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Fatima Cintra, MD
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From the Department of Psychobiology, Federal University of São Paulo.

Correspondence to: Fatima Cintra, Federal University of São Paulo-Psychobiology, R. Napoleão de Barros, 925 V. Clementino, São Paulo, São Paulo 04024002, Brazil; e-mail: fatimacintra@interair.com.br


Financial/nonfinancial disclosures: The author has reported to CHEST that no potential conflicts of interest exist with any companies/organizations whose products or services may be discussed in this article.

Reproduction of this article is prohibited without written permission from the American College of Chest Physicians (http://www.chestpubs.org/site/misc/reprints.xhtml).


© 2011 American College of Chest Physicians


Chest. 2011;140(1):268-269. doi:10.1378/chest.11-0738
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To the Editor:

I read with interest the comments of Drs Alrajab, Uysal, and Jenks about our article,1 and I appreciate the contribution on our work. However, I would like to clarify some important points.

First, I agree that tobacco smoking may influence homocysteine and cysteine concentration, which is the reason why smoking was considered an exclusion criterion in this study and is not considered a confounding factor in our results. Moreover, the mechanisms involved in the relationship between smoking and homocysteine/cysteine concentration are still under investigation, and cigarette smoking seems to be a strong determinant of plasma homocysteine level, but the impact on plasma cysteine level should be better demonstrated.2

Second, I also agree that cysteine may be affected by many other conditions, such as arterial hypertension and age, and could be considered a risk factor for atherosclerosis in patients with hyperlipidemia.3 Moreover, obstructive sleep apnea (OSA) may lead to a number of cardiovascular consequences, such as arterial hypertension and atherosclerosis.4 Therefore, it seems to be another “chicken and egg” puzzle. In order to clarify this confusing relationship among cysteine, cardiovascular consequences, and OSA, we performed a longitudinal study with an effective continuous positive airway pressure treatment of 6 months, with a minimum usage of 5.4 h/night. Continuous positive airway pressure significantly decreased plasma cysteine levels after 6 months of treatment, suggesting that OSA directly affected cysteine plasma levels.

Third, the mechanisms explaining the increase in plasma cysteine levels and the corresponding absence of changes in homocysteine concentration and the related vitamin profiles are under investigation, but based on experiments by Perry et al,5 OSA could directly affect cysteine concentration as mentioned in the “Discussion” section of the article. In this study, the combination of sleep deprivation and hypoxia increased cysteine concentration, whereas homocysteine remained unchanged.

Finally, the biomarkers are very important indicators of abnormal biologic processes. A good biomarker should be precise, be reliable, have great potential in predicting chances for diseases, and be affected by the appropriated treatment. OSA is a multifactorial disease with not only cardiovascular consequences but also cognitive, neurologic, and metabolic consequences. A single biomarker that fulfills all the criteria of a good biomarker is unlikely for a multifactorial disease like OSA. I agree that a larger and controlled study is needed, but cysteine could be considered a promising measure that will not replace the need for polysomnography but may help the clinician during follow-up of their patients.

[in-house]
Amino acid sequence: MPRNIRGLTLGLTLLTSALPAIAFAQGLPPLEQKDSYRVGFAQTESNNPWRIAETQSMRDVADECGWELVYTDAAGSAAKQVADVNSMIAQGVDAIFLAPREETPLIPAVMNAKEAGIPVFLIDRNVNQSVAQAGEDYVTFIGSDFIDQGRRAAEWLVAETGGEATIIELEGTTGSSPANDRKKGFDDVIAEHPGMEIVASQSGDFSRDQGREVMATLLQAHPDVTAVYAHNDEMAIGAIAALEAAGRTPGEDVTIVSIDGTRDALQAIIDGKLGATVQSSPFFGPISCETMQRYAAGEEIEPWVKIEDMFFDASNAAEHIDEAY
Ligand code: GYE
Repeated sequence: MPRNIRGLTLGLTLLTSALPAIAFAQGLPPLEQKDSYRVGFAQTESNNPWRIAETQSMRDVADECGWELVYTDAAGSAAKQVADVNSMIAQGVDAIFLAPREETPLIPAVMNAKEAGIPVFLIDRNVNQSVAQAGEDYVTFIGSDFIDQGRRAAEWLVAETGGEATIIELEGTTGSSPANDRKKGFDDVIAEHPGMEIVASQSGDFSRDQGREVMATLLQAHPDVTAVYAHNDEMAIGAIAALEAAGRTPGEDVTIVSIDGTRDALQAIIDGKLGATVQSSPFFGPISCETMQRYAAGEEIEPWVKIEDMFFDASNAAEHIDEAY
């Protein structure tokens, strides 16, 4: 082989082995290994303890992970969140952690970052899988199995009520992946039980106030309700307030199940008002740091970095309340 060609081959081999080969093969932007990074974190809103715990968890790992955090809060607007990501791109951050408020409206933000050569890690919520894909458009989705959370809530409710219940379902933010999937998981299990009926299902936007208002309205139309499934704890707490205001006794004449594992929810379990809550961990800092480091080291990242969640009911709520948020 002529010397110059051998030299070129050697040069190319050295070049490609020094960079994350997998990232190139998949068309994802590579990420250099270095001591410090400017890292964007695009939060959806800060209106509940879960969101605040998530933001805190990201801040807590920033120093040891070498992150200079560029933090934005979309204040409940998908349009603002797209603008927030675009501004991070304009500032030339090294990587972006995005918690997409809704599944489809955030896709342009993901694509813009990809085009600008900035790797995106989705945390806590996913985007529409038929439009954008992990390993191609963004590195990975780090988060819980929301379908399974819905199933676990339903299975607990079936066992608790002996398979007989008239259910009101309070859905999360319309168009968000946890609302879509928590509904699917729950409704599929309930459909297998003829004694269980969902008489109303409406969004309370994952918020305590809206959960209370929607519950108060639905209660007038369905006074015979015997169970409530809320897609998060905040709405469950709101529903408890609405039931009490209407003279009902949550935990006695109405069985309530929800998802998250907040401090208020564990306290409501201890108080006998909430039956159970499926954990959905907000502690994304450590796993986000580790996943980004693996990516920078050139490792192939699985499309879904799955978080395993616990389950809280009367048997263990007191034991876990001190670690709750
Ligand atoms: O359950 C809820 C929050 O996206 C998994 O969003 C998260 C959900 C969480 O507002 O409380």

Cintra F, Tufik S, D’Almeida V, et al. Cysteine: a potential biomarker for obstructive sleep apnea. Chest. 2011;1392:246-252. [CrossRef] [PubMed]
 
Sobczak A, Wardas W, Zielinska-Danch W, Pawlicki K. The influence of smoking on plasma homocysteine and cysteine levels in passive and active smokers. Clin Chem Lab Med. 2004;424:408-414. [CrossRef] [PubMed]
 
Jacob N, Bruckert E, Giral P, Foglietti MJ, Turpin G. Cysteine is a cardiovascular risk factor in hyperlipidemic patients. Atherosclerosis. 1999;1461:53-59. [CrossRef] [PubMed]
 
Drager LF, Bortolotto LA, Figueiredo AC, Silva BC, Krieger EM, Lorenzi-Filho G. Obstructive sleep apnea, hypertension, and their interaction on arterial stiffness and heart remodeling. Chest. 2007;1315:1379-1386. [CrossRef] [PubMed]
 
Perry JC, D’Almeida V, Souza FG, Schoorlemmer GH, Colombari E, Tufik S. Consequences of subchronic and chronic exposure to intermittent hypoxia and sleep deprivation on cardiovascular risk factors in rats. Respir Physiol Neurobiol. 2007;1563:250-258. [CrossRef] [PubMed]
 

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References

Cintra F, Tufik S, D’Almeida V, et al. Cysteine: a potential biomarker for obstructive sleep apnea. Chest. 2011;1392:246-252. [CrossRef] [PubMed]
 
Sobczak A, Wardas W, Zielinska-Danch W, Pawlicki K. The influence of smoking on plasma homocysteine and cysteine levels in passive and active smokers. Clin Chem Lab Med. 2004;424:408-414. [CrossRef] [PubMed]
 
Jacob N, Bruckert E, Giral P, Foglietti MJ, Turpin G. Cysteine is a cardiovascular risk factor in hyperlipidemic patients. Atherosclerosis. 1999;1461:53-59. [CrossRef] [PubMed]
 
Drager LF, Bortolotto LA, Figueiredo AC, Silva BC, Krieger EM, Lorenzi-Filho G. Obstructive sleep apnea, hypertension, and their interaction on arterial stiffness and heart remodeling. Chest. 2007;1315:1379-1386. [CrossRef] [PubMed]
 
Perry JC, D’Almeida V, Souza FG, Schoorlemmer GH, Colombari E, Tufik S. Consequences of subchronic and chronic exposure to intermittent hypoxia and sleep deprivation on cardiovascular risk factors in rats. Respir Physiol Neurobiol. 2007;1563:250-258. [CrossRef] [PubMed]
 
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